Darfurians Admit Exaggerating Conflict
Ismail Kamal Kushkush, IOL Correspondent
Many translators and witnesses admitted fabricating stories and exaggerating information about the Darfur conflict. (IOL photo)
ADDIS ABABA Many Darfurians are coming out to admit being engaged in providing exaggerated numbers and false information to foreign journalists and international investigation teams visiting refugee camps in Chad.
"We are sons of Darfur with direct connections to what is happening in the region," Sulayman Ahmad Hamid, a former member of the rebel Sudanese Liberation Movement/Army (SLM/A), told several Sudanese and foreign reporters.
"We helped provide international investigation teams with translators and witnesses," he said, citing cooperation with the International Criminal Court (ICC).
Darfur in Focus
"We told witnesses being questioned to exaggerate the number of victims killed or raped in Darfur."
The Darfur conflict broke out in 2003 when rebels took up arms against the Khartoum regime accusing it of discrimination.
The UN says that 300,000 have died as a result of war, disease and malnutrition, but the Sudanese government has put the number at nearly 10,000.
No independent field-research accounts are available to date.
In March, the ICC issued an arrest warrant against Sudanese President Omar al-Bashir charging him with committing war-crimes and crimes against humanity in Darfur.
Hamid and many others are members of a new group calling itself the National Group to Correct the Track on the Darfur Crisis (NGCTDC).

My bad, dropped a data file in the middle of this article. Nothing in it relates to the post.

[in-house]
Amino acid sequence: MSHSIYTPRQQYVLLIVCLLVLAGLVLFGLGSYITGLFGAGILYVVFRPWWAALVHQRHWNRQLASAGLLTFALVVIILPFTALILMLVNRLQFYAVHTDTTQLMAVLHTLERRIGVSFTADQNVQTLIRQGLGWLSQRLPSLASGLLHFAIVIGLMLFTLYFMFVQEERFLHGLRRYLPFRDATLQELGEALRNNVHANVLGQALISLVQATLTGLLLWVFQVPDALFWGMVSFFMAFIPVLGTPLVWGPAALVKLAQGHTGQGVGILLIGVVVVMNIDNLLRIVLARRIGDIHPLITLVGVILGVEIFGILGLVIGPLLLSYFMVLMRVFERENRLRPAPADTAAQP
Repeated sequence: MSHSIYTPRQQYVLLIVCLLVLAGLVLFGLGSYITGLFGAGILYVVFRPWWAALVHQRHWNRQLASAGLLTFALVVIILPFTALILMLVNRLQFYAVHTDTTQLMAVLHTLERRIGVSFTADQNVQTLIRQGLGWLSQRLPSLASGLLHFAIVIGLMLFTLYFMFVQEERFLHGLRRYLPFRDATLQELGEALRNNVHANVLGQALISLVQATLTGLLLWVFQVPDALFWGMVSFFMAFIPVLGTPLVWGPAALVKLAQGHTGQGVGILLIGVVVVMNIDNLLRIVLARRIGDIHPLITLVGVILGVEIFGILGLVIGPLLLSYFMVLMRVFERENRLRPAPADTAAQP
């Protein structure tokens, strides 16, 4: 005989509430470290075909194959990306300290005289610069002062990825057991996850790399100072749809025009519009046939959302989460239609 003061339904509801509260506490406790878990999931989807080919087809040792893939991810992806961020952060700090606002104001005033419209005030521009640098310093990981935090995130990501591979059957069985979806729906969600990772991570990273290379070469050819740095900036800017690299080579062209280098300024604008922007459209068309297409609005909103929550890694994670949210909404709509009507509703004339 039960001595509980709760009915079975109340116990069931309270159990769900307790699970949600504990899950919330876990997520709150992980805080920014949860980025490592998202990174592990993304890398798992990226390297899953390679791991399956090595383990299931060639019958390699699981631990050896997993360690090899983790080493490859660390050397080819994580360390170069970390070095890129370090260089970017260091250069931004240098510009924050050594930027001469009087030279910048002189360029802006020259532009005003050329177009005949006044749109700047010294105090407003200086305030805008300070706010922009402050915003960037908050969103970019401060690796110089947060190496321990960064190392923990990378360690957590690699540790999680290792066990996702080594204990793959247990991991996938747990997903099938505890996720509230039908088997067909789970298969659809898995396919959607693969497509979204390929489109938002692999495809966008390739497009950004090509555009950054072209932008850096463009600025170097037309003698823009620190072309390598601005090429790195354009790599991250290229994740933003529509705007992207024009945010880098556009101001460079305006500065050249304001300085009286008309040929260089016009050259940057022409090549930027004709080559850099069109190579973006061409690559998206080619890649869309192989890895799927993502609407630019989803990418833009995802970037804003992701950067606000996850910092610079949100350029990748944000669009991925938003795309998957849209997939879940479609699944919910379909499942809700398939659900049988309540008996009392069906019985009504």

"As a rebellion we had hoped to achieve gains for the people of Darfur," says Kamal al-Din Ali, the general secretary of NGCTDC.
"But today, Darfur is a source of income for many groups and an excuse to implement foreign agendas."
Ali affirmed that his group upheld the right of Darfurians for justice and compensation, but rejected exaggerated stories about the war.
"This does not mean we will give up on the rights of our people. But we will not be part of agendas that seek to divide Sudan like Yugoslavia or Iraq"
"We will not be part of agendas that seek to divide Sudan like Yugoslavia or Iraq," said Ali. (IOL photo)
Salah Muhammad Mansur, a pharmacist by t raining, fled to Chad when the war broke out in 2003 and joined the SLM/A in the Chadian capital N'djamena.
There, Mansur worked as a translator for visiting journalists, activists and investigation teams.
"In late May 2004, I worked as a translator for the American organization Coalition for International Justice (CIJ)," he recalled.
"We visited Hajr Hadeed, Kharshana and Daga camps. When we questioned a refugee how many people were killed in your village, if they said ten, I would tell the investigator 200," Mansur admitted.
"If they asked how many women were raped, if they said ten, I would tell them to say 200
"If the refugee said they were attacked by the Janjaweed, I would tell them no, say that government forces also provided help from behind."
The Janjaweed=2 0are a militia accused of having ties to the government of Sudan.
Mansur explains why he and other Darfurian translators opted to exaggerate information for visiting journalists and investigation teams.
"We were mad at that government at the time because of what had happened.
"Plus, we were simply employees, the weather was hot, the terrain was harsh and we wanted to get our work done."
Ismail Muhammad Yusuf was a witness to an attack carried out by the Janjaweed in the village of Shataya in 2004 and later fled to Chad.
He recalls that in June 2005, three investigators came and asked him how many people were killed in his village.
"I said 116-177, but the translator then argued that these investigators came from far places, so you must give a greater number, say 300."
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